In May 2015 he joined the cast of Mzansi Magic’s Siyabonga Thwala, Nomzamo Mbatha, Jessica Nkosi, Vusi Kunene and Thembi Nyandeni fronted IsiBaya where he portrayed the character of Solomzi. In June 2015 Buyile Mdladla portrayed the character of Inspector Nkosi on the second season of SABC 3’s sitcom, Those Who Can’t, which stars Sello Sebotsane, Robyn Scott and Loyiso MacDonald. Also in 2015 Buyile Mdladla portrayed the character of Sean a HIV/AIDS ridden man who deliberately infects a sex worker on e.tv’s Mbongeni Ngema fronted telenovela, Gold Diggers.

 

 

Filmography

Year Title Role Notes
1997 The Electric Workshop Himself Youth Magazine
1997 Generations Unknown Soap Opera
2003 – 2009 Spirit Sundae Himself Co-host
2006 Hard Copy Prince Modise Drama Series
2008 Izingane zoBaba Mulusi “Mel” Luthuli Mini-series
2010 – 2013 Generations Lungile Mabena Soap Opera
2011 Vuyile Sokhulu & Partners Drama Series
2013 Geraamtes in die Kas Phillip Moloi Drama Series
2013 Mzansi Love: Kasi Style Vuyo Anthology Series
2013 Muvhango Tumelo Mojalefa Soap Opera
2014 Task Force Graeme Armitage Drama Series
2014 Soul City Dr. Mthiyane Drama Series
2014 Zabalaza Mongi Soap Opera
2015 IsiBaya Solomzi Soap Opera
2015 Those Who Can’t Inspector Nkosi Sitcom
2015 Gold Diggers Sean Supporting Role, Telenovela

 

 

Radio and Other Work

Buyile Mdladla is also a radio host; he is currently employed Radio 200, one of many radio stations owned by the South African Broadcasting Corporation radio division (SABC Radio). On Radio 2000 he hosts a show called The Grooveyard Shift which airs from 00:00 midnight to 03:00 am in the morning on Saturdays and Sundays.

He has previously worked for Kagiso Media’s independent Johannesburg based radio station, Kaya FM, where he hosted a successful mid-morning called C’est la Vie. Buyile Mdladla was previously employed by Media 24 for three (3) years where he served as entertainment for Drum Magazine. Buyile Mdladla has also been marketing director at Khaas Logistics since 2012.

 

 

Personal Life

Buyile Mdladla is married to Connie (née Khaas) Mdladla, a University of the Witwatersrand Business School graduate; the pair wedded in mid 2011. He was previously married to Carol Mdladla with whom he has two children; Bathiyane and Basanda Mdladla.

 

  • Accusations of Abuse and Extramarital Affairs

An August 2010 Drum Magazine article titled “Buyile’s Wife: My Marriage of Hell” detailed Carol Mdladla’s experience while married to Buyile Mdladla. It is understood that the magazine conducted an interview with her in which she revealed the turmoil which marred her marriage to Buyile Mdladla.

Buyile and Carol Mdladla - Drum Magazine Cover“Nobody wants a divorce but my marriage to Buyile was doomed to end eventually. I’ve spend [sic] almost 13 years with him and it was never child’s play. I’d been emotionally divorced for years before I filed the papers,” Drum magazine quoted Carol Mdladla.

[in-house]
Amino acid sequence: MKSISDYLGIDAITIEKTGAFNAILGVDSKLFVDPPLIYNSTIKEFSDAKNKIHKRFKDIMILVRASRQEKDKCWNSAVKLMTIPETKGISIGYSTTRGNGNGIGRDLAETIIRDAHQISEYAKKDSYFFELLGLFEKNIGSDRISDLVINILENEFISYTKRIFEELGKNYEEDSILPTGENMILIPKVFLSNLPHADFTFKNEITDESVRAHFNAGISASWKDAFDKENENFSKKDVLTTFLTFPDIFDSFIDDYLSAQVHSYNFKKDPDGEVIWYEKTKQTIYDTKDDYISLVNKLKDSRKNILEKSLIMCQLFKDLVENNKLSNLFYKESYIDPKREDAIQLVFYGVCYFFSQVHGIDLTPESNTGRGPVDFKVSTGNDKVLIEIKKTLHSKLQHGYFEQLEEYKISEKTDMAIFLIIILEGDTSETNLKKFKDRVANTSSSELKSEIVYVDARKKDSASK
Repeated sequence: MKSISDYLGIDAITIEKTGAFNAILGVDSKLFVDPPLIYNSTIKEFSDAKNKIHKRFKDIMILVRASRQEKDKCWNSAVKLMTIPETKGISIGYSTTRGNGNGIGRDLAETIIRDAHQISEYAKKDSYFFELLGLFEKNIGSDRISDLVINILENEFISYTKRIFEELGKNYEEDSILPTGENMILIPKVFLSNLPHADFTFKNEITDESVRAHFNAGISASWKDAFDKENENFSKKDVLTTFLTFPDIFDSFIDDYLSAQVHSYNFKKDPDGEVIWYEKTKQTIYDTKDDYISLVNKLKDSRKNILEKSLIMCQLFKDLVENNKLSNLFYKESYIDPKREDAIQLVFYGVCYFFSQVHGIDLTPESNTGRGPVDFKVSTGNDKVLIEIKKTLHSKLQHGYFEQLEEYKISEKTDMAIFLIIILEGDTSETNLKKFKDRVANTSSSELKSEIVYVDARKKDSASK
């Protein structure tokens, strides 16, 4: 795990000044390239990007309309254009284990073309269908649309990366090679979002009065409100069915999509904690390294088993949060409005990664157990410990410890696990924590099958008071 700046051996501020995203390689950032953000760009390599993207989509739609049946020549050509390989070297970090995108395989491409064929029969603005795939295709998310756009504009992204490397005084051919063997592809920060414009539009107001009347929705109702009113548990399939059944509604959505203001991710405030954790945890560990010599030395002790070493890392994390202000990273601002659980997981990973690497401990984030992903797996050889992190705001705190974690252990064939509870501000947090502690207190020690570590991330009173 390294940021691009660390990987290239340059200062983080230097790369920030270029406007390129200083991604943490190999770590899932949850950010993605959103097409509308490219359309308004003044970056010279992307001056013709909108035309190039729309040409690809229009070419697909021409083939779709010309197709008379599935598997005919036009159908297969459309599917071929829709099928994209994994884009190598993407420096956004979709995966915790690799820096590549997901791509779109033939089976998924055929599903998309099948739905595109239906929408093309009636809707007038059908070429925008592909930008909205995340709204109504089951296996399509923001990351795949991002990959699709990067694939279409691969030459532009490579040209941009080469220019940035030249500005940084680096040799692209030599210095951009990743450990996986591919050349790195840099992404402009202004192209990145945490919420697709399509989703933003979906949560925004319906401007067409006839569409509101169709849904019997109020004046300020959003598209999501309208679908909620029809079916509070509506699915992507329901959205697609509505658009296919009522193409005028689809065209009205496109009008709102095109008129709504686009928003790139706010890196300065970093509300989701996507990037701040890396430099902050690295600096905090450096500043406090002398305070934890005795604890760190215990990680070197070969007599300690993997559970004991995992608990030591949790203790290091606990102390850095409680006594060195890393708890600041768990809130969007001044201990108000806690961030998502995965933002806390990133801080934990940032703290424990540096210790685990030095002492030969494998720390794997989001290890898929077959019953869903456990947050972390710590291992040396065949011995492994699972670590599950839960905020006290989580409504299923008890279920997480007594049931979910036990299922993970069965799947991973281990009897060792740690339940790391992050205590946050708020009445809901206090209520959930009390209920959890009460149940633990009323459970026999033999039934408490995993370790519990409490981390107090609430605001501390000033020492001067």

“When he moved out a month ago he hit me and I called the police. I pressed charges at the Orlando Police Station but I later withdrew them because I was scared. Here I am after 12 to 13 years and now I want to call amapoyisa? (the police),” Carol Mdladla told the magazine.

“Bathiyane was three days old at the time. Buyile asked me to take a bath with him and I refused. I told him I’d just given birth and wasn’t used to my body. He got angry and took a belt and started hitting me with the buckle. I was on the floor as he was hitting me and I remember thinking, oh my God, my child is on the bed.” Carol struggles to compose herself before she continues,” Carol Mdladla as quoted by Drum magazine.

“That’s how the abuse started. It would be klap (hit) here, a fist, a blue eye, then it was a closed eye, then it was stitches. I think the biggest mistake I made, and a lot of abused women are guilty of this, was I protected him. I would shut myself in my home for weeks, nursing my wounds,” Buyile Mdladla’s ex-wife was quoted by Drum.

 

  • Micasa Sucasa Guesthouse Controversy

A November 2012 Sunday World article titled “‘Playboy cheat’ – Now Mdladla doesn’t pay” discussed Buyile Mdladla’s interactions with a Melville, Johannesburg based guesthouse called Micasa Sucasa. The Sunday World reported that according to Micasa Sucasa guesthouse manager Jody Askins and bookeeper [sic] Winnie Houston say Mdladla checked into their Melville guesthouse several times over a period of a year and a half, each time with a different woman.

“He even came here the Thursday before his wedding and the woman he was with was not his fiancée (Connie Khaas),” the Sunday World quoted a reportedly “fuming” Jody Askins. It is understood that Jody Askins and Winnie Houston issue with Buyile Mdladla, at the time of the article, was an outstanding payment reported to be over R10,000.00 (Ten Thousand Rand).

“I trusted this man as I got to know him well. I know and he knows he didn’t come there to hold meetings. I didn’t bother with it as he paid me each time for the few hours he stayed. He’d check in first and these women would meet him. Every time it was a new girl. He came so often I charged him a reduced rate of between R500 and R580 instead of R1050, depending on how many hours he’d stay. He never stayed overnight,” the Sunday World quoted Jody Askins.

“He claimed her house wasn’t ready and they needed a place to stay. I felt sorry for the kids and even charged him a measly R650 a night, breakfast included. I didn’t charge him upfront. I took it for granted that he’d pay me. He said ‘don’t worry about it. I will pay’. But he didn’t,” Jody Askins was quoted saying.